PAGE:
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The Awful Truth About Losing Weight in Your 40s

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Lately I've been having the same conversation over and over again with my friends who, like me, are in their 40s. It goes something like this: "I've gained a little bit of weight this year and ohmygod no matter what I do I just. can't. lose. it."

Dear reader, if you are in your 30s or (bless your heart) your 20s, take a moment to appreciate your metabolism and give thanks to your ability to drop a few pounds by drinking one less cocktail on the weekends. Because I'm sorry to report, but things go awry in your 40s.

My husband and I, who now gripe to each other about minor health complaints like cliched curmudgeons, have both taken steps to stop the weight creep. I nixed sweets during the week. He stopped adding sugar to the multiple cups of coffee he drinks daily. He runs three times a week without fail. We've both curtailed evening snacking.

The dramatic result: Nothing.

Sometimes, like when I'm in a dressing room at the mall trying on pants, frustration starts to bubble up. And I begin to catastrophize. If I can't shed the handful of pounds I gained this year and gain more the next year and the next and the next... I'll be up 30 by the time we're dropping our oldest at college!

So I formulate a plan to really buckle down and get serious: I will eat my burgers on lettuce leaves instead of buns, spiralize zucchini in place of pasta, and abstain when we take the boys to the ice cream shop. I will give up cheese. I will stop making homemade bread. And pie. I will strip my diet of all starches and sugar. Maybe I will go Paleo. Or vegan. I'll do that Gwyneth Paltrow cleanse. And start recording every morsel that passes my lips with one of those calorie-tracking apps.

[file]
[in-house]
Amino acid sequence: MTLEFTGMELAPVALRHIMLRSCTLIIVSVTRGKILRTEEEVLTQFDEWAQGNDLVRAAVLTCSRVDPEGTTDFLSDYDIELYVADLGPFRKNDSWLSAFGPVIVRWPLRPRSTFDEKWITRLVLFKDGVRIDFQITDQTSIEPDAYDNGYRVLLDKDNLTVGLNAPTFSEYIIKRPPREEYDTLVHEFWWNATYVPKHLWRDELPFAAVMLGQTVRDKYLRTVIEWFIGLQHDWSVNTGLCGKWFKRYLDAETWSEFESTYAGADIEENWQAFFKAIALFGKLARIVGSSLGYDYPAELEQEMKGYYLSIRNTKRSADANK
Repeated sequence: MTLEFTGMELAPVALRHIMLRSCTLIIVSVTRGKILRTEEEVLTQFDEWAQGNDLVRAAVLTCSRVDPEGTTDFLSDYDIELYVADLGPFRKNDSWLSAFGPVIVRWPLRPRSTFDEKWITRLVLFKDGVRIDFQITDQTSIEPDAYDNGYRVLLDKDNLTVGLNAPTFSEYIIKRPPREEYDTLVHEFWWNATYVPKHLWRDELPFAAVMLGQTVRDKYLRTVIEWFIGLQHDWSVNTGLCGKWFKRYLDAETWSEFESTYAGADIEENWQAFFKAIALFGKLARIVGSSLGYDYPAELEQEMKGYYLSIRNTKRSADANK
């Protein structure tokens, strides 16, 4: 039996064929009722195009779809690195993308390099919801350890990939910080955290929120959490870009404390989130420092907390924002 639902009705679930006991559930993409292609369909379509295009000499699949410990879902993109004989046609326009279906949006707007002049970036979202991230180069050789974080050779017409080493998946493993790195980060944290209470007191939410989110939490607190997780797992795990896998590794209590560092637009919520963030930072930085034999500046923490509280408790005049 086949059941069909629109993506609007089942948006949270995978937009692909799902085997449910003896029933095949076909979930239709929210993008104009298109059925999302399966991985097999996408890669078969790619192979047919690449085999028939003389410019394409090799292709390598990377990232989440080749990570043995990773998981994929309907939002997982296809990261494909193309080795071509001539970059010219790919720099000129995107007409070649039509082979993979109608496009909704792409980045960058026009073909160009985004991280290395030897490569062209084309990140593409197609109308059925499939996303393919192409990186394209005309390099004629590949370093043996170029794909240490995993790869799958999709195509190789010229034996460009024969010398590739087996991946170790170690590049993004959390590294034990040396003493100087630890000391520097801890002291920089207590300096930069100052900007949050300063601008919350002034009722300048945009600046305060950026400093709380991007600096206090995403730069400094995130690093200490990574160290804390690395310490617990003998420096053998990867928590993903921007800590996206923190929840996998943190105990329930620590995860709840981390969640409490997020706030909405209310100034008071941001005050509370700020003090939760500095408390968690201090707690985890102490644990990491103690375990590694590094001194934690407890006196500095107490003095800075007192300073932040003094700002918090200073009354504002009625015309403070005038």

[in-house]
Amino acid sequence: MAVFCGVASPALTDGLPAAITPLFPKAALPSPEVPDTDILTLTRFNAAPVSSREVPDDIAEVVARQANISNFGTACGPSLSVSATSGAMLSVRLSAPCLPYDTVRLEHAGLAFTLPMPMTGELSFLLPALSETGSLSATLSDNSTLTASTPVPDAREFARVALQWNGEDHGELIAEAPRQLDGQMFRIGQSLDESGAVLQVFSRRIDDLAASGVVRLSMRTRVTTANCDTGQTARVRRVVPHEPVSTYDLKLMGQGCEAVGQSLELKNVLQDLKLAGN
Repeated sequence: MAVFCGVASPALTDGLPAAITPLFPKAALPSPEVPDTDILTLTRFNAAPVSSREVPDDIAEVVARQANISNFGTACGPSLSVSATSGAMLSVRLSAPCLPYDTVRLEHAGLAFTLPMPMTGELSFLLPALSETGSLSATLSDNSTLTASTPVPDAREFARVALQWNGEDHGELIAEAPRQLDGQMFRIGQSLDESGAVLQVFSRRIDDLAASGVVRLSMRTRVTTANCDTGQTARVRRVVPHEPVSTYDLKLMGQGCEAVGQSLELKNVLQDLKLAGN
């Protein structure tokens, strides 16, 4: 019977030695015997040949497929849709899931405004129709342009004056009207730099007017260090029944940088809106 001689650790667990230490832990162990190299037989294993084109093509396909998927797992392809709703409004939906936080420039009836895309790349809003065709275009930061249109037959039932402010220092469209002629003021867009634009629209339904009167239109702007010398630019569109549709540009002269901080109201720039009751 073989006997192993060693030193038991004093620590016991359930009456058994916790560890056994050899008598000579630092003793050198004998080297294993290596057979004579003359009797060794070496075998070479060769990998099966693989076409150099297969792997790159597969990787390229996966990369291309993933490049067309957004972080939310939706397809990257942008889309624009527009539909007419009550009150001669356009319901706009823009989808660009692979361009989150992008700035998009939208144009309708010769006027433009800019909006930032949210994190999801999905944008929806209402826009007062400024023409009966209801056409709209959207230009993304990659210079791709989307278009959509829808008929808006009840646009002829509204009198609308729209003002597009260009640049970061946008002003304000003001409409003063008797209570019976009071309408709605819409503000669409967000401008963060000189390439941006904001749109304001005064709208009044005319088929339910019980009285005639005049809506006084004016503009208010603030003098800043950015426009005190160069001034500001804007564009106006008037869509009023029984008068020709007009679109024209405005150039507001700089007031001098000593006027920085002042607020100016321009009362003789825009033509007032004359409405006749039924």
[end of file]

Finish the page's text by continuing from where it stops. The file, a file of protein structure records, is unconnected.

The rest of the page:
But then I feel sad and exhausted just thinking about this hypothetical life where I'm five pounds lighter but living without blue cheese, strawberry rhubarb pie, and spaghetti. My children are getting older, and I finally have time to talk to my husband, read a book for pleasure, and enjoy a leisurely meal. I don't want to spend this phase of life fighting with every calorie and carb. And for what? To wear the expensive jeans on the top shelf of my closet that I bought after I had the stomach flu and have never been able to fit into again?

So I resolve to be sane and good to myself and I formulate another plan: I will try and make exercise a priority. I will keep eating lots of fresh fruits and vegetables. I will strive to eat when I'm hungry and stop when I'm full. I will choose foods that make me feel the best, physically and mentally, and avoid the ones that don't (read: My Number One Trick For Eating Right). I will enjoy the foods that life has to offer, including but not limited to crusty, home baked bread and a scoop of mint chocolate chip on a hot day. I will occasionally overdo it, but won't beat myself up. I'll stop wishing for the metabolism of a 25-year-old and start feeling grateful for the rich, full life of a 43-year-old.

And I will stop trying on any pair of pants that has the word "skinny" in their description. (Seriously, why do I keep torturing myself?)

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